Christianity, which gave medieval regimes their character, which character endured in the Western world up until recent decades, revolutionized life by recognizing each individual’s direct relationship to God — the creator of the universe, the essence of goodness, and hence the one and only standard of right and wrong. This, including Jesus’s mandate to separate duties to God and to Caesar, made it possible for life in the West to be lived on several independent levels. This is (or was) our charter of freedom. As Luther put it: “Be on you knees before God, that you may stand on your feet before men” ...

The character of any democracy is neither more nor less than the character of its demos at any given time. The United States of America’s distinctive character was obvious to anyone stepping off a ship in de Tocqueville’s time as it was to anyone arriving here up to, say, fifty years ago: a nation equally God-fearing and free ...

The country has been clamoring for some kind of political vehicle for opposing the ruling class. The Republican Party has shown that it is not capable of fulfilling that function. Its leaders no longer have a following. The sooner it goes the way of the Whigs, the better.

From The Spectator:

A nation is more than just a register of voters paying tax to get services; it relies on social capital, and unless there is a shared idea of nationhood then whoever ends up in power lacks true legitimacy in the eyes of large amounts of the electorate. America’s real weakness may be the idea of a ‘proposition nation’, the (relatively recent) concept that American-ness is defined not by shared history but by adherence to a certain set of values. This is the result of the social changes of the 1960s, including the 1965 Immigration Act that opened the borders to non-Europeans, and the transition of the country from being historically white (with a partially excluded black minority) to multicultural.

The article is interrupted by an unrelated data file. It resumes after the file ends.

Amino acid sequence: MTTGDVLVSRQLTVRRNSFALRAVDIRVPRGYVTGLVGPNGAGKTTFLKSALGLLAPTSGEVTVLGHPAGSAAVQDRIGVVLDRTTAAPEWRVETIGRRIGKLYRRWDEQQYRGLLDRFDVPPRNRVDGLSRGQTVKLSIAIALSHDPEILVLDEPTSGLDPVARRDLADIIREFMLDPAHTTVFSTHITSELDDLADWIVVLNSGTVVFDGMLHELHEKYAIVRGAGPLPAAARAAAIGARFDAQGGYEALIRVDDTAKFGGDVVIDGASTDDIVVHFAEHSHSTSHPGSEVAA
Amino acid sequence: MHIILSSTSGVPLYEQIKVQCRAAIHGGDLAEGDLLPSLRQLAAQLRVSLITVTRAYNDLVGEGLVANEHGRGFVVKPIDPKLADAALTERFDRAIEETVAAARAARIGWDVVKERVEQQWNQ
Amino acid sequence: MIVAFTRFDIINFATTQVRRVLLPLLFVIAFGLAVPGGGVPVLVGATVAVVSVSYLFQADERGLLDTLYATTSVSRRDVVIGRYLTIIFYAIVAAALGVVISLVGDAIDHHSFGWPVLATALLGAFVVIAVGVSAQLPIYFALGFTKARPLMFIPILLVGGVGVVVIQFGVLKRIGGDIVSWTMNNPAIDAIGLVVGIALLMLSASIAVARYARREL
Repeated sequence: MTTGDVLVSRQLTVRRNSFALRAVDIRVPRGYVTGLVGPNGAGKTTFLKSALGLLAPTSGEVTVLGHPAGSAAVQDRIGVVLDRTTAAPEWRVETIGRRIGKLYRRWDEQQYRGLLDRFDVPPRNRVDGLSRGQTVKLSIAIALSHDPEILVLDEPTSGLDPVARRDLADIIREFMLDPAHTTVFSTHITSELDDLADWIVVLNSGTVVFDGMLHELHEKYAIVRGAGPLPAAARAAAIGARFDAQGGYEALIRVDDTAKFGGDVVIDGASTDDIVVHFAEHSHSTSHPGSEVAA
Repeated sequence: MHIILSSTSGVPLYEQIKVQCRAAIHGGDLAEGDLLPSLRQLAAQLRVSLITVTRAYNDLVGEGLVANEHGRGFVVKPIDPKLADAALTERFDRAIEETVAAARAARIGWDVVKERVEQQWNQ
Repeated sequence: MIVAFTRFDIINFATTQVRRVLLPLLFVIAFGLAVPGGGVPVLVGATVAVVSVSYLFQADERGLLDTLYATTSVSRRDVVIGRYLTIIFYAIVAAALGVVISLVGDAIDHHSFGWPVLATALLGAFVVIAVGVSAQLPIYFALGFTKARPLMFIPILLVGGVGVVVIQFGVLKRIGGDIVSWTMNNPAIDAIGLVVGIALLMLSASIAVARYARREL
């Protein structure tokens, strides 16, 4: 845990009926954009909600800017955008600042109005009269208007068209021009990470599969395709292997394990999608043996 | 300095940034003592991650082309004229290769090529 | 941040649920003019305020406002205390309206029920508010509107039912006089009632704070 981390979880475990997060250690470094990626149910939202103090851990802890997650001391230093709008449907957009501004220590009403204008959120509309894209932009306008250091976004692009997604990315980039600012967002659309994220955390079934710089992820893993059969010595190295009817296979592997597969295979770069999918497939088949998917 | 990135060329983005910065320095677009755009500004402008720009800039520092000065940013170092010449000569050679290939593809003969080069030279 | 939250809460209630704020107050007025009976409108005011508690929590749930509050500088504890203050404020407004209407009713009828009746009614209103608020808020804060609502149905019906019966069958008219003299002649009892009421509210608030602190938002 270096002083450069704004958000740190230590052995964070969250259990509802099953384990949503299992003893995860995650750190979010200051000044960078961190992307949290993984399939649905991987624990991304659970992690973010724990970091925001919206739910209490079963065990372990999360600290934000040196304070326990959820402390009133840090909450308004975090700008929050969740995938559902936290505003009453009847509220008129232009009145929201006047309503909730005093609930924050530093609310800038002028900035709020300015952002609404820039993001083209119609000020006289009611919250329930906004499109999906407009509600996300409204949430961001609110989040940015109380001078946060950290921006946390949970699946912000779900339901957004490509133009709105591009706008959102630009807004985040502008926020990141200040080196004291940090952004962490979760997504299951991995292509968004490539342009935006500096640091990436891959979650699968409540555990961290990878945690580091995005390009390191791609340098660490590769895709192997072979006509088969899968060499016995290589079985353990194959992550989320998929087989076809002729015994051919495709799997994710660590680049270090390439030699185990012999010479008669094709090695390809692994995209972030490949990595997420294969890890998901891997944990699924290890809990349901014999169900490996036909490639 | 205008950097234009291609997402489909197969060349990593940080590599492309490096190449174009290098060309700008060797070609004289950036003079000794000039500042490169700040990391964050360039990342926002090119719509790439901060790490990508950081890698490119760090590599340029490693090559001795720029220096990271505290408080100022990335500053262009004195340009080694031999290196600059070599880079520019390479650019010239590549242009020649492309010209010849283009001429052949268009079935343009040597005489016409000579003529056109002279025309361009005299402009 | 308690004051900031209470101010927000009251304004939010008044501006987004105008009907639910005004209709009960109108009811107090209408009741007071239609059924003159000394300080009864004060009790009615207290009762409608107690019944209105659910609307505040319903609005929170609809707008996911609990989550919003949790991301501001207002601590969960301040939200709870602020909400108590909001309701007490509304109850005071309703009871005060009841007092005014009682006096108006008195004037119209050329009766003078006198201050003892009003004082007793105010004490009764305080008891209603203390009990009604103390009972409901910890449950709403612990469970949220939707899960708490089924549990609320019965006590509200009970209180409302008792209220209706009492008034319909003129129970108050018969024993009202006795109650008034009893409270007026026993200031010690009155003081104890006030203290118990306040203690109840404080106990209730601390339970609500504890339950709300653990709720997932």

This is all well and good on paper, or at least on the cinema screen, but defining a country by its values is not only illiberal, but also incredibly weak at creating social solidarity. As it is, America’s social solidarity is in steep decline, as can be inferred by the declining trust people feel. Democracy and good government generally depend on things like trust, without which people are far more likely to put their trust in demagogues.

The logical thing, of course, would be for the country to divide, and perhaps if the Republican and Democrat areas were contiguous, as in 1861, this is what would happen.

Only resolute and urgent action will avert it even now. Whether there will be the public will to demand and obtain that action, I do not know. All I know is that to see, and not to speak, would be the great betrayal.


  1. Am I to understand from this post that you don't welcome the election of Sadiq Khan as mayor of London?

  2. It would not be my place to express a preference. I suspect, as my grandmothers would put it, that the choice was between "six of one, half a dozen of the other." The pictures mixed into my "hash," however, were specifically intended to poke fun at that clown party, the Tories.